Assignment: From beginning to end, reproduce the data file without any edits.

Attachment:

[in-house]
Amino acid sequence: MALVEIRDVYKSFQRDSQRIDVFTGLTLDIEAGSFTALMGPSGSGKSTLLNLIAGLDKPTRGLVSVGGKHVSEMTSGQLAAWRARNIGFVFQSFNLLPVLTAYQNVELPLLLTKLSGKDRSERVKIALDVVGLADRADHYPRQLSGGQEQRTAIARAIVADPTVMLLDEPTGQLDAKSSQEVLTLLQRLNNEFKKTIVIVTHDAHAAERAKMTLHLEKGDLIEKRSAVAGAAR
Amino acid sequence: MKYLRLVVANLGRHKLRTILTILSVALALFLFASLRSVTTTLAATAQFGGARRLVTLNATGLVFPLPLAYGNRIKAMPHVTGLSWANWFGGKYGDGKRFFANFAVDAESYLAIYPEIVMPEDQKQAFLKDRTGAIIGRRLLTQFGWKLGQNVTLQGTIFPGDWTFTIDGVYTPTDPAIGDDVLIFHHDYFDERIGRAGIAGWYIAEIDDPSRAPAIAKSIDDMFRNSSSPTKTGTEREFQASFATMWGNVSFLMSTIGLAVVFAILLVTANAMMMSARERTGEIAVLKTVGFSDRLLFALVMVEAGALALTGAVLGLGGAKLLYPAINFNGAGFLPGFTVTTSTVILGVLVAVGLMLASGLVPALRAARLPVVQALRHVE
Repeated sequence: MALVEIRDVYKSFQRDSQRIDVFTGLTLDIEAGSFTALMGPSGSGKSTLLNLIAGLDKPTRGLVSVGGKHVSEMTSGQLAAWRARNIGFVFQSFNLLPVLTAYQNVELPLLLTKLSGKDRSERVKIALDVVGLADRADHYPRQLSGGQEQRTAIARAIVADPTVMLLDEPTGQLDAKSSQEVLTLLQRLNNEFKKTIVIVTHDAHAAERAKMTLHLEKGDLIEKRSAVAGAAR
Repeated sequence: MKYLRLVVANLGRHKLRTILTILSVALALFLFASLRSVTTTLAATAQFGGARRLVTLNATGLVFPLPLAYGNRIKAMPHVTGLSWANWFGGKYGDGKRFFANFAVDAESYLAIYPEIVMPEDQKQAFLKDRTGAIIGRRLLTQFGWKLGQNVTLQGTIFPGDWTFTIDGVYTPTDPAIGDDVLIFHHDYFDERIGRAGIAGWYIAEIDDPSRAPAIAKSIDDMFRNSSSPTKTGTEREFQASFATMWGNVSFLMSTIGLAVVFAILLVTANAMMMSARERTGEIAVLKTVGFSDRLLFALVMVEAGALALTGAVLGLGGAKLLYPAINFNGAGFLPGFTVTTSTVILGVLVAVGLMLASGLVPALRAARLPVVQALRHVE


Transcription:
[in-house]
Amino acid sequence: MALVEIRDVYKSFQRDSQRIDVFTGLTLDIEAGSFTALMGPSGSGKSTLLNLIAGLDKPTRGLVSVGGKHVSEMTSGQLAAWRARNIGFVFQSFNLLPVLTAYQNVELPLLLTKLSGKDRSERVKIALDVVGLADRADHYPRQLSGGQEQRTAIARAIVADPTVMLLDEPTGQLDAKSSQEVLTLLQRLNNEFKKTIVIVTHDAHAAERAKMTLHLEKGDLIEKRSAVAGAAR
Amino acid sequence: MKYLRLVVANLGRHKLRTILTILSVALALFLFASLRSVTTTLAATAQFGGARRLVTLNATGLVFPLPLAYGNRIKAMPHVTGLSWANWFGGKYGDGKRFFANFAVDAESYLAIYPEIVMPEDQKQAFLKDRTGAIIGRRLLTQFGWKLGQNVTLQGTIFPGDWTFTIDGVYTPTDPAIGDDVLIFHHDYFDERIGRAGIAGWYIAEIDDPSRAPAIAKSIDDMFRNSSSPTKTGTEREFQASFATMWGNVSFLMSTIGLAVVFAILLVTANAMMMSARERTGEIAVLKTVGFSDRLLFALVMVEAGALALTGAVLGLGGAKLLYPAINFNGAGFLPGFTVTTSTVILGVLVAVGLMLASGLVPALRAARLPVVQALRHVE
Repeated sequence: MALVEIRDVYKSFQRDSQRIDVFTGLTLDIEAGSFTALMGPSGSGKSTLLNLIAGLDKPTRGLVSVGGKHVSEMTSGQLAAWRARNIGFVFQSFNLLPVLTAYQNVELPLLLTKLSGKDRSERVKIALDVVGLADRADHYPRQLSGGQEQRTAIARAIVADPTVMLLDEPTGQLDAKSSQEVLTLLQRLNNEFKKTIVIVTHDAHAAERAKMTLHLEKGDLIEKRSAVAGAAR
Repeated sequence: MKYLRLVVANLGRHKLRTILTILSVALALFLFASLRSVTTTLAATAQFGGARRLVTLNATGLVFPLPLAYGNRIKAMPHVTGLSWANWFGGKYGDGKRFFANFAVDAESYLAIYPEIVMPEDQKQAFLKDRTGAIIGRRLLTQFGWKLGQNVTLQGTIFPGDWTFTIDGVYTPTDPAIGDDVLIFHHDYFDERIGRAGIAGWYIAEIDDPSRAPAIAKSIDDMFRNSSSPTKTGTEREFQASFATMWGNVSFLMSTIGLAVVFAILLVTANAMMMSARERTGEIAVLKTVGFSDRLLFALVMVEAGALALTGAVLGLGGAKLLYPAINFNGAGFLPGFTVTTSTVILGVLVAVGLMLASGLVPALRAARLPVVQALRHVE